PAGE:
I bought 5 gallons of gripper to try it out and it works great:thumbsup:. No iratation, and the smell isn't bad. The smell gave me deja-vu of something from art class in grade school. I can pinpoint it, but I'm thinking modeling clay or something...
The coverage is good, and I think I see why it's called Gripper. I'm using a 1/2" nap lambswool roller cover to apply it, and I can feel & hear it gripping as it goes on the surface. :yes: It even stuck pretty good to some shelves in the closet that had old semi-gloss on it. dries pretty fast too.
I also took the advice on ditching the Bher paint. I went to a paint store, and picked up 5 gallons of Benjamin Moore Regal flat paint. Excellent. I really didn't think a switch in paint would make the difference it already has with just one coat applied over the primer. Looks better, flows better, covers better; all around much better product. I now wonder how B.M. Aura would have been.
I took in a wet sample in the container of the Bher paint I had. They matched it, and after one coat is beginning to dry, it looks like a pretty close match. It looks a little different wet, but dry looks closer to a match.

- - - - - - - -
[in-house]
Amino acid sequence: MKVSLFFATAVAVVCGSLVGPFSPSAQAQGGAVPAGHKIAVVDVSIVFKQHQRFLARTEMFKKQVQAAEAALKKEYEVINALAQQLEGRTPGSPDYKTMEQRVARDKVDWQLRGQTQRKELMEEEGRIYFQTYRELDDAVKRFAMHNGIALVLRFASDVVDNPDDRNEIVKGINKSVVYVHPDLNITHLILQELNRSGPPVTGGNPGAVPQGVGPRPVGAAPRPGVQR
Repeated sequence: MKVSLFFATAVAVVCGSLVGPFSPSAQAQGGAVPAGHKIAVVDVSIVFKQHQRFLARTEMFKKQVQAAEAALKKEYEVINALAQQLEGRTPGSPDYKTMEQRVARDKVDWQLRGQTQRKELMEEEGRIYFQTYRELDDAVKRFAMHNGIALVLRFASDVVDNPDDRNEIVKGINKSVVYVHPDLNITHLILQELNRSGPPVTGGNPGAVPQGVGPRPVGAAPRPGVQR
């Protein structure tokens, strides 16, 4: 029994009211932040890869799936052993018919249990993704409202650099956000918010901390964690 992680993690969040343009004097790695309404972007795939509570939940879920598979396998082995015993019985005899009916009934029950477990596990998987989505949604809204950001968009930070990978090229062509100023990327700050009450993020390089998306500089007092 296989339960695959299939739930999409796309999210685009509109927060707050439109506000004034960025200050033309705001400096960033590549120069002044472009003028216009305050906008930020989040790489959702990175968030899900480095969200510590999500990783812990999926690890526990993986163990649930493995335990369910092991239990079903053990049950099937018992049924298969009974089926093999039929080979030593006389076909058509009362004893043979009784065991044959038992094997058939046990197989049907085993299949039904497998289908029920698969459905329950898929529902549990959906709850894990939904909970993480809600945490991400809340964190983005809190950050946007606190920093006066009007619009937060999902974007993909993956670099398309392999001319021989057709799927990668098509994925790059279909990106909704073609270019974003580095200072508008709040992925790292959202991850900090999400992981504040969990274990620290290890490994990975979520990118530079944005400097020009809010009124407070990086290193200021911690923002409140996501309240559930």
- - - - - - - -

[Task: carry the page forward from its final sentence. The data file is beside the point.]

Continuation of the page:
I picked up a couple 3/8" nap rollers for the paint, and probably should have gone with 1/2", the paint seems to fade out after one full length roll of the wall height, and half the ceiling width on the short side. it still is covering great though.
I have enough paint to get me through the final coat of paint tomorrow in that bedroom. But am going to be picking up another 10gal of gripper & 20-30 gallons of paint on friday, and then I am starting on the master suite.
I should probably ditch the Bher semi gloss I have for the bathrooms, and pick up some benjamin moor semi gloss. In the 1st bedroom I noticed the semi gloss color looed different than the flat from Home Depots Bher paint. I looked on the caps and they put in the same mix of colors, but the base number was different :censored: